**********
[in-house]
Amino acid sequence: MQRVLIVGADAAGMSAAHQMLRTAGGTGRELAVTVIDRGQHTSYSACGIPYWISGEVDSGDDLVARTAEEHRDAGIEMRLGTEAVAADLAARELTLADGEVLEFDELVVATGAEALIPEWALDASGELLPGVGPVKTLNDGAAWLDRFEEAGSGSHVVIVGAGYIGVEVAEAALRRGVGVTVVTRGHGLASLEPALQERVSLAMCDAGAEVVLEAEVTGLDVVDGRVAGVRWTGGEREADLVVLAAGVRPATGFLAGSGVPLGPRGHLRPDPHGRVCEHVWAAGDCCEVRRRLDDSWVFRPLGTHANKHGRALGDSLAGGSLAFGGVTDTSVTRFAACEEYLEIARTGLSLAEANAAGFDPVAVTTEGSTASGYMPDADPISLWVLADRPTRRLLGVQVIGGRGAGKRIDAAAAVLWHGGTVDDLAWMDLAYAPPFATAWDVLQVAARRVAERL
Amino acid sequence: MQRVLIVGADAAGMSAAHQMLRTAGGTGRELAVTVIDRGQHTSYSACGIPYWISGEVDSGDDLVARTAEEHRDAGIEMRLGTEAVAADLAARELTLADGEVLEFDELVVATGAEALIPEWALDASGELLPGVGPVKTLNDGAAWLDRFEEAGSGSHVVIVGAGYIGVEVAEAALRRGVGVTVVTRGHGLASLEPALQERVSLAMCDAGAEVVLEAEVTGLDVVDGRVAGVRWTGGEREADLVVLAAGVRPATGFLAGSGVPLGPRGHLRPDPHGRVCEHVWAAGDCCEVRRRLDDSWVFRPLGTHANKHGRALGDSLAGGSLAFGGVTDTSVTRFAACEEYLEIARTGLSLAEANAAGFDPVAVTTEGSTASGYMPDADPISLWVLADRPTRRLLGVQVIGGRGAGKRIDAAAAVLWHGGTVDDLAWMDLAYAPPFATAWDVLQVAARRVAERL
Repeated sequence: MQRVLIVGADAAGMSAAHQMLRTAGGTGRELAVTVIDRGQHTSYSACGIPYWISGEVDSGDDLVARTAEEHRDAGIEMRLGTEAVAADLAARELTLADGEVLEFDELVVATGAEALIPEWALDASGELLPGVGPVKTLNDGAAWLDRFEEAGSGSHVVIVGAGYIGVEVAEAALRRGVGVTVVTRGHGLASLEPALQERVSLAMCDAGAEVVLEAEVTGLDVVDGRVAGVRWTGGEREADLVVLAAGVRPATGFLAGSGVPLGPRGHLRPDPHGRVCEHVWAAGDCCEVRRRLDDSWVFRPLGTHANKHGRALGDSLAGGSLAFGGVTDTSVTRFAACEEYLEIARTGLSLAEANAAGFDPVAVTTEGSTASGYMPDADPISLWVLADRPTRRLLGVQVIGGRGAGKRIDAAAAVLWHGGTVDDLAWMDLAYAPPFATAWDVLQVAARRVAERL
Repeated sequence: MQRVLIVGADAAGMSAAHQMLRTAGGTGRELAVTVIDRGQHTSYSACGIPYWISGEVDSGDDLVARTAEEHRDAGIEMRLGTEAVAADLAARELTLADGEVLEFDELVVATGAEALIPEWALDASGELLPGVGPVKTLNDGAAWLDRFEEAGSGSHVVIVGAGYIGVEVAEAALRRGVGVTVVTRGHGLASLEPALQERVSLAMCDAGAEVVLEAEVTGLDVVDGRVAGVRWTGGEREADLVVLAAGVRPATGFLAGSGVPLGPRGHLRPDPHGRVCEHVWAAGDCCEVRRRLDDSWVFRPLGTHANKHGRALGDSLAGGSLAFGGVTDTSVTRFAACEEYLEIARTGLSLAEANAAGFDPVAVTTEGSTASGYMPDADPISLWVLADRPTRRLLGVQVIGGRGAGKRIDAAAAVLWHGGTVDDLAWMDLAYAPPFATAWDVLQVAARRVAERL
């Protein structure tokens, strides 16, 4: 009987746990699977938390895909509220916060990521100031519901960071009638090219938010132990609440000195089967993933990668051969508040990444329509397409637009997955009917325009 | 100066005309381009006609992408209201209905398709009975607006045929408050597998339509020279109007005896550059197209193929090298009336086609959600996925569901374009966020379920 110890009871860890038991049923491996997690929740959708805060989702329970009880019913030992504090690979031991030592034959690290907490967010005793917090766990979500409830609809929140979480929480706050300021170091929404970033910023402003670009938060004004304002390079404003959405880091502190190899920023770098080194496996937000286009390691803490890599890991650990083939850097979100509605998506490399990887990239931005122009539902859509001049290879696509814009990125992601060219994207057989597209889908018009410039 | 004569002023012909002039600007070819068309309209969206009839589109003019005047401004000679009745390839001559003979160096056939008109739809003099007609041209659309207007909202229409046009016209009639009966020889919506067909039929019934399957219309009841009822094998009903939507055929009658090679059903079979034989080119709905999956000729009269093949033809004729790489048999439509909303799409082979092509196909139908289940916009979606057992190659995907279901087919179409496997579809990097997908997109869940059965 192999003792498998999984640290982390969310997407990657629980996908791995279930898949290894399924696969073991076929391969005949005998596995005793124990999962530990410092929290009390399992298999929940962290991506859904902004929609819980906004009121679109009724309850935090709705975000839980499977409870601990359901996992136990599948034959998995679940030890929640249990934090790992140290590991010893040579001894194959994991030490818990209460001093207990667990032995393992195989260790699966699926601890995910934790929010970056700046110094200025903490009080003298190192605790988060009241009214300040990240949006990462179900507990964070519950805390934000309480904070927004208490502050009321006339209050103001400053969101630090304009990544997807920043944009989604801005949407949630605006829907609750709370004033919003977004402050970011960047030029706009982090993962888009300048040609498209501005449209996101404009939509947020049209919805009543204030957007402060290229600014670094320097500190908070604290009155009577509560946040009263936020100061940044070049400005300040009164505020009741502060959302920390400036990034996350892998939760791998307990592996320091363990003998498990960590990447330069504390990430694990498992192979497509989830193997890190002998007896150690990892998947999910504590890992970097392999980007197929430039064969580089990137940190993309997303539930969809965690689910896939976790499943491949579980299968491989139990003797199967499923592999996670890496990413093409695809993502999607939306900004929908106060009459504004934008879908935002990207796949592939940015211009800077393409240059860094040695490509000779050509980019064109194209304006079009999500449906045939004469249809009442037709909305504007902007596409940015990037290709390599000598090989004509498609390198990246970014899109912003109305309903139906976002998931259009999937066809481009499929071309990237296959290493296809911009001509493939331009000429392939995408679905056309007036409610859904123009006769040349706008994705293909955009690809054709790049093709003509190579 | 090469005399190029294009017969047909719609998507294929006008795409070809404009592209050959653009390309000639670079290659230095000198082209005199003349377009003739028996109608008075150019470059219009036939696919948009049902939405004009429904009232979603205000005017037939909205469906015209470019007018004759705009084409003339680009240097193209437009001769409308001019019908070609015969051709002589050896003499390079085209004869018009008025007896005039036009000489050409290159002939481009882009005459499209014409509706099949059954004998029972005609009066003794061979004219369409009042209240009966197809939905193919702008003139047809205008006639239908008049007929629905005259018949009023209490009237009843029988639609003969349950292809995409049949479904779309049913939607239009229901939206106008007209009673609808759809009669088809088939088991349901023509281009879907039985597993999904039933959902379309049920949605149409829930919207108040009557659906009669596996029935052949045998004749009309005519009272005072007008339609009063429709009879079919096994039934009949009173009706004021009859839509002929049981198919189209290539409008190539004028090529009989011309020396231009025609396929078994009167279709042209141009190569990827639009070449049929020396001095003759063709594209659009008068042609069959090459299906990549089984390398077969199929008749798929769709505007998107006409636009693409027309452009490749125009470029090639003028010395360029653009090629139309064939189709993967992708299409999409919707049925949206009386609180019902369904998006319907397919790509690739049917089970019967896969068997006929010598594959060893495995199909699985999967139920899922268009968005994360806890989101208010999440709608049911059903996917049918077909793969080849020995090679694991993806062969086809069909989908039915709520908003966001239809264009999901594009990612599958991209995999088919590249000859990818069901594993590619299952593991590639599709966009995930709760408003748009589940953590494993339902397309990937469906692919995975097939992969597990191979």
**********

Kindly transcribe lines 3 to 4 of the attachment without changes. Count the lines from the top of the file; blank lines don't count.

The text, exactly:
Amino acid sequence: MQRVLIVGADAAGMSAAHQMLRTAGGTGRELAVTVIDRGQHTSYSACGIPYWISGEVDSGDDLVARTAEEHRDAGIEMRLGTEAVAADLAARELTLADGEVLEFDELVVATGAEALIPEWALDASGELLPGVGPVKTLNDGAAWLDRFEEAGSGSHVVIVGAGYIGVEVAEAALRRGVGVTVVTRGHGLASLEPALQERVSLAMCDAGAEVVLEAEVTGLDVVDGRVAGVRWTGGEREADLVVLAAGVRPATGFLAGSGVPLGPRGHLRPDPHGRVCEHVWAAGDCCEVRRRLDDSWVFRPLGTHANKHGRALGDSLAGGSLAFGGVTDTSVTRFAACEEYLEIARTGLSLAEANAAGFDPVAVTTEGSTASGYMPDADPISLWVLADRPTRRLLGVQVIGGRGAGKRIDAAAAVLWHGGTVDDLAWMDLAYAPPFATAWDVLQVAARRVAERL
Repeated sequence: MQRVLIVGADAAGMSAAHQMLRTAGGTGRELAVTVIDRGQHTSYSACGIPYWISGEVDSGDDLVARTAEEHRDAGIEMRLGTEAVAADLAARELTLADGEVLEFDELVVATGAEALIPEWALDASGELLPGVGPVKTLNDGAAWLDRFEEAGSGSHVVIVGAGYIGVEVAEAALRRGVGVTVVTRGHGLASLEPALQERVSLAMCDAGAEVVLEAEVTGLDVVDGRVAGVRWTGGEREADLVVLAAGVRPATGFLAGSGVPLGPRGHLRPDPHGRVCEHVWAAGDCCEVRRRLDDSWVFRPLGTHANKHGRALGDSLAGGSLAFGGVTDTSVTRFAACEEYLEIARTGLSLAEANAAGFDPVAVTTEGSTASGYMPDADPISLWVLADRPTRRLLGVQVIGGRGAGKRIDAAAAVLWHGGTVDDLAWMDLAYAPPFATAWDVLQVAARRVAERL